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Procreate is gaining in popularity as the latest and greatest digital drawing program for artists using iPads. There’s no doubt that it deserves all of the attention it’s getting – it’s a fantastic piece of software! That said, can Procreate be used by professional artists? Does it make the cut?
Procreate is used by professional artists and illustrators, especially freelancers and those who have more creative control over their work. Photoshop is still the industry standard for many companies looking to hire artists, but Procreate is increasingly being used in professional settings.
If you’re a professional artist yourself (or aspiring to be one!), you’re probably wondering if it’s worth your time and effort to learn Procreate.
Well, the biggest thing you’ll want to consider is the type of work you plan to be doing in a professional context. What kinds of jobs will you be looking for? What type of art do you want to create?
Before we dive into those questions, here are a few great examples of professional artists and illustrators that are using Procreate.
4 Examples of Professional Artists Using Procreate
There are a lot of professional illustrators and artists that are using Procreate to make their artwork. From children’s book illustrators, high-profile freelancers working for major companies, and skilled influencers and teachers, Procreate has become a popular program for professionals to use.
There are a TON of professional artists that use Procreate that we could use as examples here. In order to spare you hours of scrolling, we’re only going to look at a few. We’ll also talk about a great place to find more examples.
You may have heard of this little Netflix series called Stranger Things. Well, the iconic poster that you’ve seen everywhere? It was designed on Procreate.
If that’s not considered professional, I don’t know what is!
Kyle says that he made some adjustments to the poster in Photoshop, which we’ll talk about later, but the majority of the poster was done with Procreate (source).
In addition to creating a world famous movie poster, Kyle is a movie poster artist who does a lot of amazing work that you can see on his website.
How does it sound to have a resume that includes Method, Target, Comme des Garçons, Crate and Barrel, Facebook, MoMA, REI, and Harvard University, and more? (source). You’d have to ask Lisa Congdon to find out.
As an artist and illustrator with amazing credentials, Lisa started off using traditional materials. It was started to take a toll on her body, so she made the leap to digital art. And what app did she use? You guessed it – Procreate (source).
You can check out all of Lisa’s amazing work on her website.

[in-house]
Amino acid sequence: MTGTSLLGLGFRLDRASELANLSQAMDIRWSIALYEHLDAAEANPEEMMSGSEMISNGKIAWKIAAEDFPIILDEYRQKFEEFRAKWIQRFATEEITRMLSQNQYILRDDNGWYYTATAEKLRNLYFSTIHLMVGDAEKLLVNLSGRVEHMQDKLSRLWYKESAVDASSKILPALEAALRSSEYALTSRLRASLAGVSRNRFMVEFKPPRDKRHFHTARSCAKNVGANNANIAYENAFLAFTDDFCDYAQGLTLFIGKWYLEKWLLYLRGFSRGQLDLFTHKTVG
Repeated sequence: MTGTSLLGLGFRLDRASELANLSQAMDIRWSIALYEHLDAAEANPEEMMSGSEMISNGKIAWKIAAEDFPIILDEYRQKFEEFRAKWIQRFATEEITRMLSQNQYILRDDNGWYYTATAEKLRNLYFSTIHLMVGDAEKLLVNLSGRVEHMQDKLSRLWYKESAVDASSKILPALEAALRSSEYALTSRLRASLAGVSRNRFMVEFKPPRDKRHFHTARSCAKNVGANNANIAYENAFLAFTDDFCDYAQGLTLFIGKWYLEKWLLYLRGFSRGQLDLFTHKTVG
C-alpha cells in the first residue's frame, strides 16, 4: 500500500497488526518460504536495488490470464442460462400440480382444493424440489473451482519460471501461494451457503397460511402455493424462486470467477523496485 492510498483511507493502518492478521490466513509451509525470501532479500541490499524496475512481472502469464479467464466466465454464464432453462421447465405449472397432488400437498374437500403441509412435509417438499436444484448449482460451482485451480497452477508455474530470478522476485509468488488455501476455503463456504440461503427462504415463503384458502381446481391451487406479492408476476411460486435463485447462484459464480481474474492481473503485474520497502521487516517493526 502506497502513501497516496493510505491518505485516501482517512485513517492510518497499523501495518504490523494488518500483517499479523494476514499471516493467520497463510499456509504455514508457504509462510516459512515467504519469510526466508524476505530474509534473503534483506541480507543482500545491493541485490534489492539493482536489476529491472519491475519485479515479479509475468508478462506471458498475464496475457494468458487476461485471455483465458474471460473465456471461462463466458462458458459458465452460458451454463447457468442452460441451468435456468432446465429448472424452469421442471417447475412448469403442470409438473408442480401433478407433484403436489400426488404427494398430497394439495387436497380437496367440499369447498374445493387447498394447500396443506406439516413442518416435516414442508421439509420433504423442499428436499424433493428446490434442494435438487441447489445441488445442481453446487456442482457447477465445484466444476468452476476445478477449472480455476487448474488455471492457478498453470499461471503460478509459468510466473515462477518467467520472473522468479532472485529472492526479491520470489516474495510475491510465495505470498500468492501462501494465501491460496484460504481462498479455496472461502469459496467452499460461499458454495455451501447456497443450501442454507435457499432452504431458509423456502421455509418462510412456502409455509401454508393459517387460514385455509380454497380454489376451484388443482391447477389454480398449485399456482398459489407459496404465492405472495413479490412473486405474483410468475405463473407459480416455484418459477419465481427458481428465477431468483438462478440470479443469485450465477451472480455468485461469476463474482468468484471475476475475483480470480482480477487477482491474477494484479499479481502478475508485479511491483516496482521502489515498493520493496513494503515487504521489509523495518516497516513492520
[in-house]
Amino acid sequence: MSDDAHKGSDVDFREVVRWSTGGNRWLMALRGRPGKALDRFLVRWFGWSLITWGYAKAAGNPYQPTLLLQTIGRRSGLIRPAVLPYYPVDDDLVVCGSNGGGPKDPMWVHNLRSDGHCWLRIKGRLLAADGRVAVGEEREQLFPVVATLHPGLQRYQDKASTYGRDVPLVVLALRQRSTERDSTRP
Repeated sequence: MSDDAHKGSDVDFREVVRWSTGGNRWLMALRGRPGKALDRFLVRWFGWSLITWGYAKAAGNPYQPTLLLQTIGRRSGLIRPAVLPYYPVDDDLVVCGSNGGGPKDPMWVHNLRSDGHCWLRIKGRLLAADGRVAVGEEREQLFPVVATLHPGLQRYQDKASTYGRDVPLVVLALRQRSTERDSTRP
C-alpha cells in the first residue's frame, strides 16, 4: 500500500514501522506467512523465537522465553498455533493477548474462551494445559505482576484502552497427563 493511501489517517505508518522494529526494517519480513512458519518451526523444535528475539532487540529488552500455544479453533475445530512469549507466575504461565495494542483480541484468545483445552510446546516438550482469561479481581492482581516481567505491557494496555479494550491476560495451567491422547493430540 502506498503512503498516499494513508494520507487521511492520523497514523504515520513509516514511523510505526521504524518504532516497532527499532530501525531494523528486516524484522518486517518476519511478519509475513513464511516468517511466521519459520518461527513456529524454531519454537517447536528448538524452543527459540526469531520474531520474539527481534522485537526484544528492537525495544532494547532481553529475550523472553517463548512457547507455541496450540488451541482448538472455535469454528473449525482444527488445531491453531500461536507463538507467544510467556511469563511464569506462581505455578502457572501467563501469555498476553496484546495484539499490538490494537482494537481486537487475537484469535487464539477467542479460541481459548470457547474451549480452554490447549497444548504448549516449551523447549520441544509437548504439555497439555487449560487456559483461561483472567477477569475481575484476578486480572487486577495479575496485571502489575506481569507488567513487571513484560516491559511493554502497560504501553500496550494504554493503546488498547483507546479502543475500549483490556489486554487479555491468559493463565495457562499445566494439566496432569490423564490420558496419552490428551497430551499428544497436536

Single images are one thing, but an entire book is a different story, right? Ignoring my bad pun, you may be surprised to learn that professional artists are using Procreate to illustrate entire books.
If you want a great example to flip through, check out Jason Zimanders’ book Prince Martin Wins His Sword. It was designed entirely on Procreate.
While the publisher may need Photoshop or other types of files as a finished product, Procreate allows you to export your art in a number of different file types. Easy peasy! This allows you to do all of your artwork in Procreate while still pleasing the file requirements of Amazon or the publisher.
Ok, there’s no doubt that you’re inspired by these 3 professional artists that use Procreate. But, what if you want to see more? That’s where Skillshare comes in.
Skillshare is not only an amazing place to take Procreate classes and level up your skills, it’s also an amazing place to discover professional artists and their work.
Many of the top notch teachers on Skillshare are also professional artists. After taking a number of classes, I now have a whole host of artists and illustrators that I now follow on Instagram and use for inspiration.
Given that they teach Procreate classes, these artists are experts on Procreate and tend to use it for their professional work. Throughout the classes, you can see how their work comes to life, as they use a lot of their own work as examples during tutorials.
If you sign up to Skillshare, you can get unlimited access to all of their Procreate classes with a Premium membership, which will give you exposure to all of the amazing professional artists that teach on the platform.
This is a GREAT way to discover all of the professional possibilities that Procreate can open up for artists. Scan through all of the teachers and look at their websites. Notice all of the companies they’ve worked with, the types of services they offer, and the art they create.
Notice how Procreate has worked for them and consider how Procreate can work for you.
I also suggest reading my guide about selling your Procreate art. It will give you some tips and tricks for bringing in money with your Procreate art without a lot of time and stress, even as a beginner.
Now, let’s get into some of the details you’ll want to know if you’re considering becoming a professional artist who uses Procreate.
Is Procreate an Industry Standard?
Adobe Illustrator and Photoshop are the industry standards for digital art. Many companies have a prerequisite that artists they hire have a good working knowledge of these Adobe programs, while this is uncommon with Procreate.
Procreate launched in 2011 (source). This is many years after Adobe released their Illustrator program in 1987 (source).